The Finish Line Inc. is preparing to unveil a new concept called Decibel that eventually could replace its struggling Man
based retailer plans to rebrand four Man Alive stores, including one at Castleton Square Mall, for an April launch.
It also will rework the product mix in four other stores that for now will keep the Man Alive name.
The test, which is scheduled to run at least
six months, is aimed at turning the 93-store Man Alive chain from a liability into a growth vehicle.
The revamped stores are getting new fixtures and a fresh product mix anchored by brand-name jeans and
rocker T-shirts designed to attract young men and women—a highly coveted demographic.
"In any fashion business, evolution has to happen," said Finish Line CEO Glenn S. Lyon.
"We’re just trying to evolve with youth culture, to be more edgy and urban."
Decibel will offer "street fashion"
aimed at a broader audience than that of Man Alive, he said. Finish Line has been developing the Decibel
concept for about a year, but will not immediately roll out a Web site or marketing campaign to support it. Both
will come later if the concept catches on.
The company would not reveal how much it has spent developing the concept, but the chain has deemed the investment small enough
that it has not yet warranted disclosure to shareholders.
Finish Line has a solid balance sheet and zero debt, a position that theoretically could allow
it to pick up market share from competitors struggling to survive.
But there isn’t much room to grow in the shoe and athletic niche. Finish Line is reaching a saturation
point, and the 33-year-old company so far has been unable to recreate the magic of the flagship brand.
In 2007, Finish Line’s attempts to capture business
from sports-minded women failed and the company had to shutter a new chain called Paiva.
And in early 2008, the company had to pay $39
million in cash and $25 million in shares to wiggle out of a $1.5 billion deal to buy Tennessee-based
Genesco Inc., the parent of mall chains including Hat World and Journeys. The highly leveraged deal came
together just as the retail market began to tank.
Finish Line paid $12 million for the locally based Hip Hop-themed Man Alive concept in 2005 and
quickly tripled its store count, but lately same-store sales and margins have been falling. Company executives
have described the business as "challenging" during recent conference calls with Wall Street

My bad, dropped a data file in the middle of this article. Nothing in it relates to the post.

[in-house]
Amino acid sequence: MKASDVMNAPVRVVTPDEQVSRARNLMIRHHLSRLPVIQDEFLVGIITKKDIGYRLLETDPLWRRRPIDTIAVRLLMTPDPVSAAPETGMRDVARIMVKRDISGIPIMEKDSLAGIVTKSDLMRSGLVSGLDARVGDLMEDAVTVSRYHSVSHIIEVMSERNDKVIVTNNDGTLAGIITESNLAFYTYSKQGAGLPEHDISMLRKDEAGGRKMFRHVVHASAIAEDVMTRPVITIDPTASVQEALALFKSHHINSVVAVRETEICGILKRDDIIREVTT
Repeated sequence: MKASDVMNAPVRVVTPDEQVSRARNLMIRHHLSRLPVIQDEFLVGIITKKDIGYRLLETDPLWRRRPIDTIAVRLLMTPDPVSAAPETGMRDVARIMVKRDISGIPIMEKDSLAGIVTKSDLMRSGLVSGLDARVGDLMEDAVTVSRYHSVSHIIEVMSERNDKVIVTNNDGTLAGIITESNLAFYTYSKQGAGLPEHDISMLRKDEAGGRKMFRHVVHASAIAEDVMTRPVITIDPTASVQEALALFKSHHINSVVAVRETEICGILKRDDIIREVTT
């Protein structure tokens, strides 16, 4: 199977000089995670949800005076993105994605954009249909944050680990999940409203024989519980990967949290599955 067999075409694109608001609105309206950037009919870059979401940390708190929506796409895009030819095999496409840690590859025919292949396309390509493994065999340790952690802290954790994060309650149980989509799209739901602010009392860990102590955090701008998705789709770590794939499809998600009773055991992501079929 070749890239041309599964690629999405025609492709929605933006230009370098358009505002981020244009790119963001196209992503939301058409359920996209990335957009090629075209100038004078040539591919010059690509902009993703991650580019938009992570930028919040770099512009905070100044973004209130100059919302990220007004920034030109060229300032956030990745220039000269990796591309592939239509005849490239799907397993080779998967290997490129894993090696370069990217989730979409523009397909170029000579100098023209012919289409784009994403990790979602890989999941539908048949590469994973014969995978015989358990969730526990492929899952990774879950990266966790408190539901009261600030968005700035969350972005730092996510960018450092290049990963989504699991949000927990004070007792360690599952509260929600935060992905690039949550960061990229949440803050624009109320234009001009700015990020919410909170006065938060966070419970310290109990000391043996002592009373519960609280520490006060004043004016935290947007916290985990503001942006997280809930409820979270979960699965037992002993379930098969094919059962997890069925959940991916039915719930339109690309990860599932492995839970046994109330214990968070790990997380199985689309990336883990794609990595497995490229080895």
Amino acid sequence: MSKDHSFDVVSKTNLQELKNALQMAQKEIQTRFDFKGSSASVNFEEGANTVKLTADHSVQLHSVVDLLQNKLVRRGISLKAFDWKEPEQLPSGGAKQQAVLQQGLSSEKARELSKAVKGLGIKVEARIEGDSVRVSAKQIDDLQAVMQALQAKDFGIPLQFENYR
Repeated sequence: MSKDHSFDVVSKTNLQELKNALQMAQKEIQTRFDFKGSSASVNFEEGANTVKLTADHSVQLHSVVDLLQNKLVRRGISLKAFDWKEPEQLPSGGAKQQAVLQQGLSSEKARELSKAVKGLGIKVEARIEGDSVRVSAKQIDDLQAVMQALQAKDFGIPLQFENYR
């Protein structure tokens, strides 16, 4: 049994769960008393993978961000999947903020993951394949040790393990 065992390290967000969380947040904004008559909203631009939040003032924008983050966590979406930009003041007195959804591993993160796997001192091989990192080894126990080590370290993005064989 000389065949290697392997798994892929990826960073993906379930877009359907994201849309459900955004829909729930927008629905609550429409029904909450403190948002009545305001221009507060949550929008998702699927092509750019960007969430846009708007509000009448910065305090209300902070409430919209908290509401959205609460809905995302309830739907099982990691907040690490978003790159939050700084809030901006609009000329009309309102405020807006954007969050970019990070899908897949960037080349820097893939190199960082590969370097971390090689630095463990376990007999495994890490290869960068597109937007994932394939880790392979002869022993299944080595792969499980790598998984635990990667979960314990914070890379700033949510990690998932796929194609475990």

analysts. Same-store sales declined 6.8 percent in the most recent quarter, compared to a 3.3-percent
drop for Finish Line stores.
The challenging retail market makes a rebranding of existing Man Alive stores a more compelling option for Finish Line than
launching a new chain. The company plans to make its Decibel pitch to Wall Street analysts and at trade shows soon.
The cloudy retail outlook has slowed the development
of new concepts, which should give Decibel an advantage, said Neil Stern, a senior partner at Chicago-based
retail consultancy McMillan Doolittle LLP.
Another advantage: Stores that cater to edgy teens are one of few bright spots in retail these days.
"This is a tough audience to fool,"
Stern said. "You’ve got to be authentic. You’ve got to have the right products, and the trends change
stores will carry some Decibel-branded basics, but most of the clothing will be from name-brand designers. Renderings
of the concept show industrial-style shelving stocked with dozens of types of jeans including brands such as Levi’s, Antik
and Silver, along with patterned button-ups and fashion tees. Lyon declined to discuss specific brands Decibel will carry,
citing competitive concerns.
The Man Alive chain, founded by Mandell and Barbara Bublick in 1969, had 37 locations when Finish Line bought it. It grew
to more than 100 stores before Finish Line began paring it back; Man Alive now has 93 locations in 19 states. Former Haggar
Clothing Co. executive Lou Spagna has led the unit since he took over for three of the founders’ sons in 2007.
Part of the challenge with Man Alive is the
chain is competing in one of the most densely populated retail niches (flush with competitors such as
Buckle, Hollister, American Eagle and Urban Outfitters), said Richard Feinberg, a retailing professor
at Purdue University.
He applauds Finish Line’s willingness to experiment with a new concept, but believes the chain should support the launch with
an online or social-network campaign to generate buzz among potential customers. The Decibel name makes sense and seems more
appropriate for stores that also carry women’s apparel (a change from the original Man Alive format).
"There’s money to be made and customers
to be satisfied in the teen to twentysomething market niche," Feinberg said.